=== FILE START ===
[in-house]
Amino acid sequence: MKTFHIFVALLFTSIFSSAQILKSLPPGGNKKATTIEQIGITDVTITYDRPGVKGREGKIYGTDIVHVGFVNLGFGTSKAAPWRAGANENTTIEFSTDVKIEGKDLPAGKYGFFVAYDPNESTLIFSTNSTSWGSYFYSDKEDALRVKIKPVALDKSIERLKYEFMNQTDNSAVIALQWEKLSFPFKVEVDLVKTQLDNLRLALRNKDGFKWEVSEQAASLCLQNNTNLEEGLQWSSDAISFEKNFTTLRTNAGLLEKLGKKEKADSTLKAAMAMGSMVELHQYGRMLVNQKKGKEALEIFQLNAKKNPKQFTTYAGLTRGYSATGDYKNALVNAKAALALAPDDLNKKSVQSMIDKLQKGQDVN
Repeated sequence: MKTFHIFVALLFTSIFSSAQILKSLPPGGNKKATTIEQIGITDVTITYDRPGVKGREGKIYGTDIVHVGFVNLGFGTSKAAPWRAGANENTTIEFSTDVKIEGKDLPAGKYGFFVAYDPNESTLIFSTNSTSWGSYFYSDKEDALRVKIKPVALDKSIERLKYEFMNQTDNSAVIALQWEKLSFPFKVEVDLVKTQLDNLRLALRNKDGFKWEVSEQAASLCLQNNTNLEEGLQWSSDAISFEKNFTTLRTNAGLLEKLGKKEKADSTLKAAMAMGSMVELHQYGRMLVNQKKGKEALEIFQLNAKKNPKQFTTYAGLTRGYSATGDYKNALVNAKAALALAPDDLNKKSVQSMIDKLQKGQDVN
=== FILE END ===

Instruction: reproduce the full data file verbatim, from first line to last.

[in-house]
Amino acid sequence: MKTFHIFVALLFTSIFSSAQILKSLPPGGNKKATTIEQIGITDVTITYDRPGVKGREGKIYGTDIVHVGFVNLGFGTSKAAPWRAGANENTTIEFSTDVKIEGKDLPAGKYGFFVAYDPNESTLIFSTNSTSWGSYFYSDKEDALRVKIKPVALDKSIERLKYEFMNQTDNSAVIALQWEKLSFPFKVEVDLVKTQLDNLRLALRNKDGFKWEVSEQAASLCLQNNTNLEEGLQWSSDAISFEKNFTTLRTNAGLLEKLGKKEKADSTLKAAMAMGSMVELHQYGRMLVNQKKGKEALEIFQLNAKKNPKQFTTYAGLTRGYSATGDYKNALVNAKAALALAPDDLNKKSVQSMIDKLQKGQDVN
Repeated sequence: MKTFHIFVALLFTSIFSSAQILKSLPPGGNKKATTIEQIGITDVTITYDRPGVKGREGKIYGTDIVHVGFVNLGFGTSKAAPWRAGANENTTIEFSTDVKIEGKDLPAGKYGFFVAYDPNESTLIFSTNSTSWGSYFYSDKEDALRVKIKPVALDKSIERLKYEFMNQTDNSAVIALQWEKLSFPFKVEVDLVKTQLDNLRLALRNKDGFKWEVSEQAASLCLQNNTNLEEGLQWSSDAISFEKNFTTLRTNAGLLEKLGKKEKADSTLKAAMAMGSMVELHQYGRMLVNQKKGKEALEIFQLNAKKNPKQFTTYAGLTRGYSATGDYKNALVNAKAALALAPDDLNKKSVQSMIDKLQKGQDVN